Cascade Observations: The closeness of Christmas

Last week I woke up at 3 a.m. with a severe case of the night sweats. My doctor would have diagnosed it as a post-menopausal event, but I think it was the Ghost of Christmas Past paying me a visit.

The scene the ghost conjured up that night was not the most pleasant. It replayed a cold winter day in December 1988, when a local doctor navigated our listless 18-month old daughter’s spinal column with a hypodermic needle, and uttered the word “meningitis” as he called for an ambulance. Minutes later, we were on our way down the Gorge in route to Doernbecher Hospital, and a 2-week stay that saved our only child’s life.


The ghost has frequented my dreams regularly since it first appeared, bringing with it Christmas memories of all varieties — humorous, sweet, and occasionally sad.

1962: I am a 6-year old girl lying on the couch, my nose chapped, my throat red and swollen. I push the scales at a mere 35 pounds. This is not the first Christmas I’ve spent in such a sickly state; infections seem to come with Santa’s sleigh. It will, however, be one of the last I spend prone and miserably ill. A tonsillectomy the following year is successful. I gain 20 pounds. in a few short months following the surgery.

1963: This is my last year to enjoy the blissful belief that Santa Claus fills my stocking. I sneak downstairs early and smuggle my stuffed stocking into my bedroom. There, I marvel at all the lovely things Santa has left me. The following year, my mother decides that we are too old to believe in Santa, and dispenses with the myth. My brother and sister, both older than I, are unperturbed, but I am devastated by this realization.

1965: Santa may be a hoax, but my belief in Christmas magic is restored when I receive a “Creepy Crawler” maker. I squeeze brightly colored liquid Plastigoop into a metal mold made up of all varieties of hairy, multi-legged critters. The filled mold is lifted on to a scorchingly hot device that transforms the liquid goo into a rubbery solid. Once cooked and cooled, the critters are pried from the mold. Today, this fascinating toy would certainly be banned as a safety hazard, but I loved it.

1966: My church stages a Christmas pageant each year, and in 1966 I decide to try out for a part. There are not many parts for girls — I’m not nearly pretty enough to be Mary, and the shepherds and kings are all boys. I try out for the Angel who delivers the good news. My friend gets that speaking part. I am left to be Gabriel’s silent sidekick. All I do is stand in the balcony with my arms raised over my head for an excruciating length of time. I’m not sure which aches more — my shoulders or my ego.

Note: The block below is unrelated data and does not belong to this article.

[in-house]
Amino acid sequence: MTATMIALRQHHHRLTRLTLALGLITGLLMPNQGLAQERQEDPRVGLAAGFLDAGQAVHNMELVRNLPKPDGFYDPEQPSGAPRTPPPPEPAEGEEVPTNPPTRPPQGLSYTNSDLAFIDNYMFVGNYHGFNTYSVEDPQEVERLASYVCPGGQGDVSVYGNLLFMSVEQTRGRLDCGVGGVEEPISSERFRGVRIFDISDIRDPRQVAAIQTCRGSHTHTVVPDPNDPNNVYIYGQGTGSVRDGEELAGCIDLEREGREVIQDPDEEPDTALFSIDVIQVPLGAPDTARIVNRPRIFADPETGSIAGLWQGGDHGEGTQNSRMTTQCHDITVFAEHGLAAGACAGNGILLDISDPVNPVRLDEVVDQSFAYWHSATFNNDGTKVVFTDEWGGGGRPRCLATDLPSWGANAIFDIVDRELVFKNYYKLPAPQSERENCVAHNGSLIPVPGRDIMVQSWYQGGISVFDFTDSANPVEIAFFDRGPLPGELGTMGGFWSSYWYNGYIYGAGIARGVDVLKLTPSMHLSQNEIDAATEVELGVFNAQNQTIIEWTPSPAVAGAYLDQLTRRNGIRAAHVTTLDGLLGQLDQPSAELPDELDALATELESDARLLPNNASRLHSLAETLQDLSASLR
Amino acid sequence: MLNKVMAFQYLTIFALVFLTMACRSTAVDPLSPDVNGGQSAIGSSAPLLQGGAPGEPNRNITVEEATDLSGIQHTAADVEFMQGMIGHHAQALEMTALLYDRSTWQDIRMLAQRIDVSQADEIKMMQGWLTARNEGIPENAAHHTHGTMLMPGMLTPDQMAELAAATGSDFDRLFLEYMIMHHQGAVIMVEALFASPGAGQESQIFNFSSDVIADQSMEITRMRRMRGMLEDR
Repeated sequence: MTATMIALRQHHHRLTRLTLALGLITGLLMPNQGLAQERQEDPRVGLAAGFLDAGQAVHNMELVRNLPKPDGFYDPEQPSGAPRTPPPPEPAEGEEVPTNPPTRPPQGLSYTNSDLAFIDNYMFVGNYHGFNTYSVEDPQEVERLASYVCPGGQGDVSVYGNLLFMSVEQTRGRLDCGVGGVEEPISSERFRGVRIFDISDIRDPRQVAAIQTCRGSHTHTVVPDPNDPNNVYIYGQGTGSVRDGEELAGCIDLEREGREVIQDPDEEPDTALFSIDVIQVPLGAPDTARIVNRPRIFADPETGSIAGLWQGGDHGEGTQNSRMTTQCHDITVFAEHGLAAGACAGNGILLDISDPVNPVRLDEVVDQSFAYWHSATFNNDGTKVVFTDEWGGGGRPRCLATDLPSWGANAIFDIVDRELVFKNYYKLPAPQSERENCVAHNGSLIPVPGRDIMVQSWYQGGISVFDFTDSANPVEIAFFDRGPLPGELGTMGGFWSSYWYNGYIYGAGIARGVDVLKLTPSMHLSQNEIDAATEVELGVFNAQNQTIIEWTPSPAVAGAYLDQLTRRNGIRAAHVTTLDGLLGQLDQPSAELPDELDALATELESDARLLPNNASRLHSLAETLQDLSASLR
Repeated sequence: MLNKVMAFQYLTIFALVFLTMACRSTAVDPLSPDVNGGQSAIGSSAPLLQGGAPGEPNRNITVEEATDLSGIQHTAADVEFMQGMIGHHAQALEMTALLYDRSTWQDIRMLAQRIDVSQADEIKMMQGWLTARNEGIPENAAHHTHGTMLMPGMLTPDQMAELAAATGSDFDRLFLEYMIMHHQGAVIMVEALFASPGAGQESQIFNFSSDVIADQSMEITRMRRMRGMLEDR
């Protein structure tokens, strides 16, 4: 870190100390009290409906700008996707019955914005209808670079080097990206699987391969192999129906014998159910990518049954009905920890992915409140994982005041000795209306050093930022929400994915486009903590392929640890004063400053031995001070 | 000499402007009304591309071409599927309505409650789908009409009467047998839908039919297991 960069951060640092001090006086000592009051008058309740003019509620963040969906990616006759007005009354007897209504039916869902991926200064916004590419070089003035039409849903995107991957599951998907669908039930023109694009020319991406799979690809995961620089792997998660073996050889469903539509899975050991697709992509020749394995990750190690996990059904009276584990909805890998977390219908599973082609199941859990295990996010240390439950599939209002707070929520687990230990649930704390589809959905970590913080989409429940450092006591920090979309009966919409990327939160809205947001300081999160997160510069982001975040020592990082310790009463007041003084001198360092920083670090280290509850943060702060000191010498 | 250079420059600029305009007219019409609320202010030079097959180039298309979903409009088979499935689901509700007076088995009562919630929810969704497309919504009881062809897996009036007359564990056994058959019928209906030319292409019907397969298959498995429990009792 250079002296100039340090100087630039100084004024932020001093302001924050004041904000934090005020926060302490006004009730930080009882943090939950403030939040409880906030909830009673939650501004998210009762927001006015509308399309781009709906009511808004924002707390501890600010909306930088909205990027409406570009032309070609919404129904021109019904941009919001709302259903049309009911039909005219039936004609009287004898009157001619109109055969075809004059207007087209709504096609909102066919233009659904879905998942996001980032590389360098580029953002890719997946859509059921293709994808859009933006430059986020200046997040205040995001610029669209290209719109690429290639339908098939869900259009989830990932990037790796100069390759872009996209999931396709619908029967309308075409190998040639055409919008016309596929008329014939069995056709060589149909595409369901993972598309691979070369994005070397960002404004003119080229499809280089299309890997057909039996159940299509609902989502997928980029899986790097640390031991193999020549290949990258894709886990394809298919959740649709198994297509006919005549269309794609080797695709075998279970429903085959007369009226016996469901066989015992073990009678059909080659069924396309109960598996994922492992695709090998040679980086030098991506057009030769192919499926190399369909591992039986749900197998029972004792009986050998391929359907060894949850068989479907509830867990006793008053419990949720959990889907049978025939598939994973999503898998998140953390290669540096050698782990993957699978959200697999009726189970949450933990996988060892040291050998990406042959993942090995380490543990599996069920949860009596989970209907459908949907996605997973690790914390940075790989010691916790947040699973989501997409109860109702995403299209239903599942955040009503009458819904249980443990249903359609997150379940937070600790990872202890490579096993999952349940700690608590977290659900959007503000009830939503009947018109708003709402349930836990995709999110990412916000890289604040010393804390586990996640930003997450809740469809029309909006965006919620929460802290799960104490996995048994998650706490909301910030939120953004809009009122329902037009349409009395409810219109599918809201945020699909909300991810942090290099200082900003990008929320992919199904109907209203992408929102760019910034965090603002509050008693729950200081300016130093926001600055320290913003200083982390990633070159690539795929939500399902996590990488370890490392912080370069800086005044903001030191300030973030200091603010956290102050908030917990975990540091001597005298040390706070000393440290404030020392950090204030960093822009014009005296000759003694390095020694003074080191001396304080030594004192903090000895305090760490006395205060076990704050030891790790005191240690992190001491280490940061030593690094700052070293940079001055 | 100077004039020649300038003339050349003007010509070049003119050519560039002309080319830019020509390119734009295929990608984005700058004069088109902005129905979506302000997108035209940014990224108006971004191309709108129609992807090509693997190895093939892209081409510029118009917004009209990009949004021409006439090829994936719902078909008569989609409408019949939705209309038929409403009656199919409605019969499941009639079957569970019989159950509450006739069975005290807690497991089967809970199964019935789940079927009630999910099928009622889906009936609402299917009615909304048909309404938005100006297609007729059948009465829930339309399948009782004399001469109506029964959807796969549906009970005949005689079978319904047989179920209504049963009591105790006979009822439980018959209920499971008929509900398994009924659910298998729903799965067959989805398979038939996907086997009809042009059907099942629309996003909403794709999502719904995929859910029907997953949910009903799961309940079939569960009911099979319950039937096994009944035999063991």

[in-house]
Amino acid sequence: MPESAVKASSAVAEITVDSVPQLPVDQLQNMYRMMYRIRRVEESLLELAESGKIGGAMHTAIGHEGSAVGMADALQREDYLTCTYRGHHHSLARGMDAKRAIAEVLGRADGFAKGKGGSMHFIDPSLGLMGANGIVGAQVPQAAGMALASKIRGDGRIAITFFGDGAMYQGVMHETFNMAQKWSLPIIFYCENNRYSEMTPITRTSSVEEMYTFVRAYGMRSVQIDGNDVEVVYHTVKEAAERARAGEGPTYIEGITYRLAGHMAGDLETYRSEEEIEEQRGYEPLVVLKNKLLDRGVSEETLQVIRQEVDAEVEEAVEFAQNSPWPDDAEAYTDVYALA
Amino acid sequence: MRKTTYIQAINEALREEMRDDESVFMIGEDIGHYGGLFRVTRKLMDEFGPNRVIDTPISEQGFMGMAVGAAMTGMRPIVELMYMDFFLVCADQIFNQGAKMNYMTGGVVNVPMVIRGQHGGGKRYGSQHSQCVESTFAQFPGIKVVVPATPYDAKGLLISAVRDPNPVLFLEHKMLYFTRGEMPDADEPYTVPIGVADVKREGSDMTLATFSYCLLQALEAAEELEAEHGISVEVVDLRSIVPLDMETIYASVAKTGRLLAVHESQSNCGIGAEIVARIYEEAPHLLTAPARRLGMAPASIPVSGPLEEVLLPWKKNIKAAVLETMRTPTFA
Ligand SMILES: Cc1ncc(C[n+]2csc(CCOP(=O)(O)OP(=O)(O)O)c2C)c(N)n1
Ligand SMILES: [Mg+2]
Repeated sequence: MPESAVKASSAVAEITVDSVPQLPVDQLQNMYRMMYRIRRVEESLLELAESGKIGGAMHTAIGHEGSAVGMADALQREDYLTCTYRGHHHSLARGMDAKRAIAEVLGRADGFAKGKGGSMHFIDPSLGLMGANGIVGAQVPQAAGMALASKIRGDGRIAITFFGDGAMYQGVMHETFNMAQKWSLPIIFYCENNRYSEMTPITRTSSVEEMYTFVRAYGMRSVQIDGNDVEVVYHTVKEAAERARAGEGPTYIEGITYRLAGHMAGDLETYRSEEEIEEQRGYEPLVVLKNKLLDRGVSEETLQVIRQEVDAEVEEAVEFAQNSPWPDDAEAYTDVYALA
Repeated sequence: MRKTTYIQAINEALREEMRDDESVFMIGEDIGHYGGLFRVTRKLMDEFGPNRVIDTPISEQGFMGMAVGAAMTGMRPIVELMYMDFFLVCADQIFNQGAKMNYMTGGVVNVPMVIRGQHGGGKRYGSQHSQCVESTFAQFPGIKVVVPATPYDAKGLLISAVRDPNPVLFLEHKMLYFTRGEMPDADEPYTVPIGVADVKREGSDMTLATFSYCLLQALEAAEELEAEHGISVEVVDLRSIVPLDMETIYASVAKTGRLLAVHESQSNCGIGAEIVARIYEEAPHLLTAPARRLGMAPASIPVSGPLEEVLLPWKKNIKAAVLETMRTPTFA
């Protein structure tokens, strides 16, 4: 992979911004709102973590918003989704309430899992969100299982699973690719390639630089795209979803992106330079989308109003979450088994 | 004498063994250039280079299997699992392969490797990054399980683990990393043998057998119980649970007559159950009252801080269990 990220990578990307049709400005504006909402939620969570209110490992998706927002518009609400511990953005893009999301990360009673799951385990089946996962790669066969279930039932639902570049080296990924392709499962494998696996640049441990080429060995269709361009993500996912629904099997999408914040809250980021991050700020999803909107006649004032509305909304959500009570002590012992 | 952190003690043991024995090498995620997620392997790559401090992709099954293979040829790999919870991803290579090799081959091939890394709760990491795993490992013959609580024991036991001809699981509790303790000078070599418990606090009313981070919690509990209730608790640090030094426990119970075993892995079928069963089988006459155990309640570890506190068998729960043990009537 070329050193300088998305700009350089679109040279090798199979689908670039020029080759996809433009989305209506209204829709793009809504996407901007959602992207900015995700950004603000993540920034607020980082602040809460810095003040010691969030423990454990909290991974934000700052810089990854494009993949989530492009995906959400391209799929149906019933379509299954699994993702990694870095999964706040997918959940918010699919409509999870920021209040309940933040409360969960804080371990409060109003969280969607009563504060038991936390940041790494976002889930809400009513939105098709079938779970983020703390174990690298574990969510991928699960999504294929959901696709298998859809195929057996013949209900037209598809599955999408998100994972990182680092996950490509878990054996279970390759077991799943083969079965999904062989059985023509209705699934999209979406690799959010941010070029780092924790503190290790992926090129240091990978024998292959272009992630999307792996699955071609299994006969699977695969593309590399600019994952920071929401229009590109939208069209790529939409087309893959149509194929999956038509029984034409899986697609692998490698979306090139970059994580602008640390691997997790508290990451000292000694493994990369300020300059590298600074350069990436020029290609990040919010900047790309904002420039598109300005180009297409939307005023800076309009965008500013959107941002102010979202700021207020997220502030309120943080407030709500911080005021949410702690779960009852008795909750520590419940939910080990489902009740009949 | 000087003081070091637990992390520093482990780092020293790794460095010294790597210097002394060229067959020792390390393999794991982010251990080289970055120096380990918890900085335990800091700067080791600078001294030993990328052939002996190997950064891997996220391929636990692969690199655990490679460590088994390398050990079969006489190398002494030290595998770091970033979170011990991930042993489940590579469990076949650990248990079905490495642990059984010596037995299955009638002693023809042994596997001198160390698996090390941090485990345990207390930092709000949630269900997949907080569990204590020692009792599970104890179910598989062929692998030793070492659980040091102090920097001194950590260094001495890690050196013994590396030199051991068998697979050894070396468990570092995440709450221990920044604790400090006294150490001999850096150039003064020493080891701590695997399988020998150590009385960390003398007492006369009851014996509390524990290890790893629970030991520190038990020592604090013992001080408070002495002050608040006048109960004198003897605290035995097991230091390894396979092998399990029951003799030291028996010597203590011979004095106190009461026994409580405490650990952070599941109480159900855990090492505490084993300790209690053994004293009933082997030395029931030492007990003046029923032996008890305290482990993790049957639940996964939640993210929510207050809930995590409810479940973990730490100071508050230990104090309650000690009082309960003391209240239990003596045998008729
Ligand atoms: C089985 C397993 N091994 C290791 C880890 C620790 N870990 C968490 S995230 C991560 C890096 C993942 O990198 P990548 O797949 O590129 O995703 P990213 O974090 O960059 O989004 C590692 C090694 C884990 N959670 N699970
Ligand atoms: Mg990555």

1967: If the church won’t give me a starring role, I’ll conjure one up for myself. I decide to put on a “variety” show of Christmas carols for my extended family, including my cousin’s fiancé, who I meet for the first time on this Christmas Eve. My plan is to lip sync songs from my favorite holiday album. I design programs and costumes. When I step out in front of my audience I freeze, then run and hide. I will not attempt another thespian adventure for 45 years, when I portray Emma Ingalls in the “Cemetery Tales.”

1976: My first Christmas away from my family. I am enrolled in a college program in Madrid. It’s too expensive, and too difficult, to fly home. My Spanish mother tries to boost my spirits — she even buys a branch of evergreen for me to decorate. I sit in my room, all alone, and make paper ornaments to decorate the branch. On Christmas night, my parents call me. It is the first time I’ve spoken English in months. Tears flow, and Consuelo, whose name means “Comfort,” does her best to do so.

1979: Like thousands of pioneers before me, I leave behind my life as an “east coaster” and head west in my modern Conestoga wagon, a 1976 Chevrolet Vega. I settle in the beautiful Hood River valley. Thanks to my brother’s kind in-laws, I have a place to celebrate Christmas Eve. After a delicious dinner, our large group loads into a Volkswagen van and heads off into the night to sing silly (sometimes irreverent) carols to friends around the valley.

1980: The man who drove the VW van a year ago is now my boyfriend. Our gifts to each other this year symbolize the depth of our affection — he builds me a beautiful drafting table, and I knit him a sweater. Two years later we celebrate Christmas as a married couple.


2000: 11 Christmas holidays have come and gone since our daughter survived meningitis. Eleven Christmases of searching for the perfect tree, building gingerbread houses, baking cookies and making our own Christmas cards. On Dec. 17 I write in my journal: “Rose and I finished our Christmas shopping, read Christmas books by the tree and snuggled. For me, it really felt like a day honoring the Christmas season, and the closeness of family.”

2014: I will make the yearly trip down to the basement to bring up all things Christmas. Some of the most important items are the dozens of holiday books I’ve been collecting most of my life. There’s Hans Christian Anderson’s “The Little Fir Tree,” O. Henry’s “The Gift of the Magi” and Chris Van Allsburg’s “The Polar Express.” I love them all, but only one is a must-read every Christmas Eve — “A Christmas Memory” by Truman Capote. This sweet book reminds us that the holiday should be about friendship, generosity and the making of memories. Whether delivered to me via the Ghost of Christmas Past or my cerebral cortex, these memories will once again be the most meaningful gifts I receive.

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